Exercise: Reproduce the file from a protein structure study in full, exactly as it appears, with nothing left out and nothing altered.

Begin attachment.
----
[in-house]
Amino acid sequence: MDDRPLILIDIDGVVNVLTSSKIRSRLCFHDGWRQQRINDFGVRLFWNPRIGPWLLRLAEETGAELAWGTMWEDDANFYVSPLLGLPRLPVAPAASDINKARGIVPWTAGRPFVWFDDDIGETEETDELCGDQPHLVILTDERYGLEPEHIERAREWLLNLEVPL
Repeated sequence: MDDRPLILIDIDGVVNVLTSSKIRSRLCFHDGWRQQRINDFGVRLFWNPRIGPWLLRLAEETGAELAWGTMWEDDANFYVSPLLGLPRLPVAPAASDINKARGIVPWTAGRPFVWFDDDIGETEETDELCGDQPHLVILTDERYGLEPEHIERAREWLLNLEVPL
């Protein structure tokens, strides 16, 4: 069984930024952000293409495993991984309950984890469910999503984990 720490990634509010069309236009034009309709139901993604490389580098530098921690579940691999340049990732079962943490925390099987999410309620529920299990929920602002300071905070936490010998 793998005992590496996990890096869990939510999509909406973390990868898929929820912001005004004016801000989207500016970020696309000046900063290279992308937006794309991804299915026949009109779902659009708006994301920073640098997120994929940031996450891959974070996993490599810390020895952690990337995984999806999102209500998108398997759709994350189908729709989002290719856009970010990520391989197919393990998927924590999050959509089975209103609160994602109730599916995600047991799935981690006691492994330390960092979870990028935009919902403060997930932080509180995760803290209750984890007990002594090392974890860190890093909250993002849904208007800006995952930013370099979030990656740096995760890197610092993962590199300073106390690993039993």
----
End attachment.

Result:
[in-house]
Amino acid sequence: MDDRPLILIDIDGVVNVLTSSKIRSRLCFHDGWRQQRINDFGVRLFWNPRIGPWLLRLAEETGAELAWGTMWEDDANFYVSPLLGLPRLPVAPAASDINKARGIVPWTAGRPFVWFDDDIGETEETDELCGDQPHLVILTDERYGLEPEHIERAREWLLNLEVPL
Repeated sequence: MDDRPLILIDIDGVVNVLTSSKIRSRLCFHDGWRQQRINDFGVRLFWNPRIGPWLLRLAEETGAELAWGTMWEDDANFYVSPLLGLPRLPVAPAASDINKARGIVPWTAGRPFVWFDDDIGETEETDELCGDQPHLVILTDERYGLEPEHIERAREWLLNLEVPL
């Protein structure tokens, strides 16, 4: 069984930024952000293409495993991984309950984890469910999503984990 720490990634509010069309236009034009309709139901993604490389580098530098921690579940691999340049990732079962943490925390099987999410309620529920299990929920602002300071905070936490010998 793998005992590496996990890096869990939510999509909406973390990868898929929820912001005004004016801000989207500016970020696309000046900063290279992308937006794309991804299915026949009109779902659009708006994301920073640098997120994929940031996450891959974070996993490599810390020895952690990337995984999806999102209500998108398997759709994350189908729709989002290719856009970010990520391989197919393990998927924590999050959509089975209103609160994602109730599916995600047991799935981690006691492994330390960092979870990028935009919902403060997930932080509180995760803290209750984890007990002594090392974890860190890093909250993002849904208007800006995952930013370099979030990656740096995760890197610092993962590199300073106390690993039993």